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US Senate delays vote to sanction China over 'currency wars'

A bill placing economic sanctions on China for devaluing its currency is delayed, and may not make it through the House anyway.

Harry Reid and Charles Schumer address reporters. The Democratic senators have delayed a vote on a bill sanctioning China.
Harry Reid and Charles Schumer address reporters. The Democratic senators have delayed a vote on a bill sanctioning China.
Image: Manuel Balce Ceneta/AP

US SENATORS HAVE DELAYED a vote to impose sanctions on China for its unfair currency practices, in a bid to overcome differences between the Republican and Democratic ranks.

The bill, which makes it easier to raise tariffs against Chinese goods if China keeps the yuan undervalued, is now set to be voted upon again on Tuesday, when it is expected to pass with bipartisan support.

But partisanship ruled the day yesterday, when Senate majority leader Harry Reid and Republican leader Mitch McConnell couldn’t agree on what amendments would be allowed – leading Democrats to use their majority powers to push through a rule change that restricts the offering of non-relevant amendments to legislation.

The Chinese currency legislation – which has been years in the making – reflects frustration at the failures by current and past presidents to force a change in Chinese policy through diplomacy, and the Chinese economic onslaught that saw the trade deficit with China hit $273 billion last year.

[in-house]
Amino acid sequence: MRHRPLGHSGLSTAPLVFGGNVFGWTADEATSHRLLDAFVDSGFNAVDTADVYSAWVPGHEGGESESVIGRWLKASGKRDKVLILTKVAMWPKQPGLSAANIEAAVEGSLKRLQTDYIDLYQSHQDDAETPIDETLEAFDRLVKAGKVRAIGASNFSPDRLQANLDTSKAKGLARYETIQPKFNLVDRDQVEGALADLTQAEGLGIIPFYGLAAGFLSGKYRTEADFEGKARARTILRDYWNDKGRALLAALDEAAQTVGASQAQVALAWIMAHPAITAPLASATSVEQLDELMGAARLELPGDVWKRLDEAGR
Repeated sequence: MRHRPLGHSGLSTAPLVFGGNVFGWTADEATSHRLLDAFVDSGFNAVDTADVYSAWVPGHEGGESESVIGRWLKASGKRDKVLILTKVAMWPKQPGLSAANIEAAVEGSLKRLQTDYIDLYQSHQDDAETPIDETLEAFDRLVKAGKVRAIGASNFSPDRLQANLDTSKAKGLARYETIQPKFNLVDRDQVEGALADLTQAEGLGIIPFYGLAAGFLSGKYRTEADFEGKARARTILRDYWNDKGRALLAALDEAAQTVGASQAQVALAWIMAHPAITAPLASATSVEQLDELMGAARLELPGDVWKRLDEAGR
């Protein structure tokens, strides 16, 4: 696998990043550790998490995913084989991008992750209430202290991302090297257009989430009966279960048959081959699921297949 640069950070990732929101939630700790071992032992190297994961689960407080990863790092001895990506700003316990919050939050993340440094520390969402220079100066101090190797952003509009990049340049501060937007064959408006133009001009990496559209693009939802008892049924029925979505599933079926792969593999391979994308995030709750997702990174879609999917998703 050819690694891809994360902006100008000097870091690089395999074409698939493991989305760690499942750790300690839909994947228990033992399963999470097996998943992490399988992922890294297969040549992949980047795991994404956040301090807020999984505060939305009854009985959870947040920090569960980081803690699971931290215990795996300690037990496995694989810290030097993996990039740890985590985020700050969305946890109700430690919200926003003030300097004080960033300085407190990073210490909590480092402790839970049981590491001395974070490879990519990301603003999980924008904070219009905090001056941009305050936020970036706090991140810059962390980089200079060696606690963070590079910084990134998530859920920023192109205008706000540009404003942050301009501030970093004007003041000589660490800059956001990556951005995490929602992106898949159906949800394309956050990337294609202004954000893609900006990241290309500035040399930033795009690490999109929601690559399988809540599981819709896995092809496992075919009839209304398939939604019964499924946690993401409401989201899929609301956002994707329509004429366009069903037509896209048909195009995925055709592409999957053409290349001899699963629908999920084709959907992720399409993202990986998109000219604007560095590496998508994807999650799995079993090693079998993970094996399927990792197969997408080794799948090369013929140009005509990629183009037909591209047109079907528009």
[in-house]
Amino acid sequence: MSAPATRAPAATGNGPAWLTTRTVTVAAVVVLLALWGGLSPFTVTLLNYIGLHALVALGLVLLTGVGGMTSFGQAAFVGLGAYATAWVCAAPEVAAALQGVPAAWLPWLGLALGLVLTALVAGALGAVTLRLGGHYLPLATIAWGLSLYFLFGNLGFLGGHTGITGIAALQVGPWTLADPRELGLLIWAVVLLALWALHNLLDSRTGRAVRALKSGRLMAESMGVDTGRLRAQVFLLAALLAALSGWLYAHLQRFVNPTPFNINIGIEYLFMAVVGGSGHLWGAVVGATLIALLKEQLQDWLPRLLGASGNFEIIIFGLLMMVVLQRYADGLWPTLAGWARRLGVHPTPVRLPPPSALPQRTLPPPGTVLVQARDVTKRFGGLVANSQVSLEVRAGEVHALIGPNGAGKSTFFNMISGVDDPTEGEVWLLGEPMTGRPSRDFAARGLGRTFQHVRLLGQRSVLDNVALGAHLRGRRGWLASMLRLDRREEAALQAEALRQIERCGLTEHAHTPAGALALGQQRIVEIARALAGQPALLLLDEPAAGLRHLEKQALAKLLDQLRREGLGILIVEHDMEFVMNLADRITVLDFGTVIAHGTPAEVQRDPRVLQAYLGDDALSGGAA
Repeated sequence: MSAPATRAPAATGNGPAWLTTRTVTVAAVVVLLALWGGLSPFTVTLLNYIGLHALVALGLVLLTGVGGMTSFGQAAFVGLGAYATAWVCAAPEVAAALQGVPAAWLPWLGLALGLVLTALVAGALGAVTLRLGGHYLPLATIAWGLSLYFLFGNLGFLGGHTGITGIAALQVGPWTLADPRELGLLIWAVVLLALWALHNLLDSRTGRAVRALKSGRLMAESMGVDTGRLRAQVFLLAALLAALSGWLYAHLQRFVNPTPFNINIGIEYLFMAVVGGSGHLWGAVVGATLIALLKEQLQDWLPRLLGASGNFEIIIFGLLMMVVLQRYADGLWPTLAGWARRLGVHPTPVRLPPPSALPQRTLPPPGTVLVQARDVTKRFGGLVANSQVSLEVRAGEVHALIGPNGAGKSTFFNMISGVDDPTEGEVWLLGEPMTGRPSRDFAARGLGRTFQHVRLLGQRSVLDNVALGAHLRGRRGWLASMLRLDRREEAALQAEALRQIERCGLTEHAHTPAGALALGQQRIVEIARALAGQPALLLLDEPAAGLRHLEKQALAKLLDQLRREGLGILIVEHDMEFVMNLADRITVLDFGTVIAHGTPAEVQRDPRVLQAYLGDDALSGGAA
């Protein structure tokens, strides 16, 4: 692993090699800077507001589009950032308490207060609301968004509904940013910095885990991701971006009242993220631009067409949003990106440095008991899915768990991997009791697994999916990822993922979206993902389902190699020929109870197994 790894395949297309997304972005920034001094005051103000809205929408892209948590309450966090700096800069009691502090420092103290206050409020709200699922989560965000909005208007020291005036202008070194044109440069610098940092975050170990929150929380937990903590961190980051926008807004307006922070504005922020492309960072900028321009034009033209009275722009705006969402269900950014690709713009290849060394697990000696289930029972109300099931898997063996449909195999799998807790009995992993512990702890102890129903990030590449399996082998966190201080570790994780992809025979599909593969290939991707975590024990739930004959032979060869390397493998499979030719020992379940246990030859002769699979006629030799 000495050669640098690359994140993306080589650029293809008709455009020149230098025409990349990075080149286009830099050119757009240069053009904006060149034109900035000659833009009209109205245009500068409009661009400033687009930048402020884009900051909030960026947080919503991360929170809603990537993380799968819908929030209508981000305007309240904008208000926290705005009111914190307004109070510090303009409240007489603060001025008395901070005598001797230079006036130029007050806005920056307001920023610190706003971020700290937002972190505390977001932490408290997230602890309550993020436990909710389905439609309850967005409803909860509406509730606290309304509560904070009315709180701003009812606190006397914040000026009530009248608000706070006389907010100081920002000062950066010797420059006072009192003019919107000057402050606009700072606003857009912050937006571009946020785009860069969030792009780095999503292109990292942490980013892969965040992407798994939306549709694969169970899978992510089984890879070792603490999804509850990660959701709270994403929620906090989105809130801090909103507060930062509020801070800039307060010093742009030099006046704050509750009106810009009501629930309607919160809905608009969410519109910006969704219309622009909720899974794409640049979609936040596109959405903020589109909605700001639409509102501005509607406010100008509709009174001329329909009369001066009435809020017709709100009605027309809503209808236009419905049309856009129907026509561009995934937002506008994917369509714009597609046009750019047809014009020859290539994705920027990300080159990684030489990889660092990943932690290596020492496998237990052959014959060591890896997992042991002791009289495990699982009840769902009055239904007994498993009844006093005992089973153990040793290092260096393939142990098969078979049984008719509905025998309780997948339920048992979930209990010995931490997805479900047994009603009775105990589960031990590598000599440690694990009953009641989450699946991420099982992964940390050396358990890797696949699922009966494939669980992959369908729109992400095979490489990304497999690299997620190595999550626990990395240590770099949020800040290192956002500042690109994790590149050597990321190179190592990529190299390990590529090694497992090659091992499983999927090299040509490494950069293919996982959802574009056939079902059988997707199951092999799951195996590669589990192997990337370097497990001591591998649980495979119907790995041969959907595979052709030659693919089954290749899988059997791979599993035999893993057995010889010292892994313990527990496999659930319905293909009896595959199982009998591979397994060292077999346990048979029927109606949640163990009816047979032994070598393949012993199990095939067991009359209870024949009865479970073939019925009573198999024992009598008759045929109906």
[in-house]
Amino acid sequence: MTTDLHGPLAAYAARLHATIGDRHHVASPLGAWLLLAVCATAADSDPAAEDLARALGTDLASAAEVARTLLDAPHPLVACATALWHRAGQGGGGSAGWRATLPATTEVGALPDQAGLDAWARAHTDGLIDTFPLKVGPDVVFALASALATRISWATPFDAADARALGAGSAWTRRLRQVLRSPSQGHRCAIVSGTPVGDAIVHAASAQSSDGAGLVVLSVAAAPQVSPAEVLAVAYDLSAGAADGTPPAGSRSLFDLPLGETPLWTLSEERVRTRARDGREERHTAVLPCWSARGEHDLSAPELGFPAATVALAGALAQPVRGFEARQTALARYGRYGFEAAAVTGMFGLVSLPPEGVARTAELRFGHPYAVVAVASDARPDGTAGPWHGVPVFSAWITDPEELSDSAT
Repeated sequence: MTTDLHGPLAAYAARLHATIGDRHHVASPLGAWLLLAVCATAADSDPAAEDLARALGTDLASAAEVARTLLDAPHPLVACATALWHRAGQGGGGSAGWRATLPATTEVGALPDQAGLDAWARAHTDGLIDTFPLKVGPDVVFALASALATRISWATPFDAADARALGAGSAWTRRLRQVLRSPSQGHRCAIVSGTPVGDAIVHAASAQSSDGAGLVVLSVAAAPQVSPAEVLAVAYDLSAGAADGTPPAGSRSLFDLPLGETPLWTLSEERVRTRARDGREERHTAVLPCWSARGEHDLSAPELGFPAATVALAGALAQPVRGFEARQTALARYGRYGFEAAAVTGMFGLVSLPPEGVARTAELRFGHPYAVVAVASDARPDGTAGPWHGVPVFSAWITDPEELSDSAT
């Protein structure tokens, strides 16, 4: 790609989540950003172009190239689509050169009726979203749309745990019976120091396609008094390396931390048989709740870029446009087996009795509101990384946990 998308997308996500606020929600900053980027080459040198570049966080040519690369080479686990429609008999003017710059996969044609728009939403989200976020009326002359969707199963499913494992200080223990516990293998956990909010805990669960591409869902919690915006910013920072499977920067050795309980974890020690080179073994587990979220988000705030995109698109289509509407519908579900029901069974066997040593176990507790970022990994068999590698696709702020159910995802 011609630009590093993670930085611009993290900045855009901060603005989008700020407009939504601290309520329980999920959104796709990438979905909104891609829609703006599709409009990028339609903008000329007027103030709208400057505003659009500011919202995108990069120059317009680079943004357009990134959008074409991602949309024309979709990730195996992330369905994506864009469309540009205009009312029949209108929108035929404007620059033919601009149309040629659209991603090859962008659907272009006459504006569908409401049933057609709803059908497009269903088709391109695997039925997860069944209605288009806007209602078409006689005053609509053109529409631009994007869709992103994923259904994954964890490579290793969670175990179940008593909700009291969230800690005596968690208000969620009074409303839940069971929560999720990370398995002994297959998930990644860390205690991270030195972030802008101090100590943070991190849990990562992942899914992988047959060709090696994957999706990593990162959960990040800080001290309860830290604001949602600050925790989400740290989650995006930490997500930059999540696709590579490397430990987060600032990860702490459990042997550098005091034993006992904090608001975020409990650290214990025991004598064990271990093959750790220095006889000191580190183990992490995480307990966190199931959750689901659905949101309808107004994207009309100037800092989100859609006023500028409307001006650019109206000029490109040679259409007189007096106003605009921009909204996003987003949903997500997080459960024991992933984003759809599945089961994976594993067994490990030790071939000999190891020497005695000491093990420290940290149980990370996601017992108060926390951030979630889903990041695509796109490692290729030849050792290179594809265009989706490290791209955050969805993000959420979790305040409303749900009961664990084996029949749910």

The bill hopes to force China to end its practice of keeping the yuan undervalued against the dollar, which makes making Chinese exports cheaper and US products sold in China more expensive.

Economists say the yuan is 25 percent to 30 percent undervalued, with some putting the figure as high as 40 percent, giving Chinese producers a significant advantage against American competitors.

Republican senator Lindsey Graham cited estimates that China has cost the US around two million manufacturing jobs in the past decade, and that the advantage Chinese producers have because of the undervalued currency could prove devastating as China prepares to enter world markets in commercial aircraft and automobiles.

“We cannot continue to let China flaunt the rules,” Democrat Chuck Schumer said. If action isn’t taken, “we may never recover as a country. This is serious stuff.”

The legislation, even if it passes the Senate, is still a long way from becoming law. House supporters of a similar bill say they have 225 co-sponsors, enough to pass it – but Speaker John Boehner doesn’t like it and could prevent it from reaching the floor for a vote.

Boehner said this week that it was “pretty dangerous” to tell another country how to set its monetary policy.

The White House has remained noncommittal, but has emphasised the importance of working through diplomatic and international channels rather than challenging the Chinese with unilateral action that could result in retaliation from China.

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Associated Press

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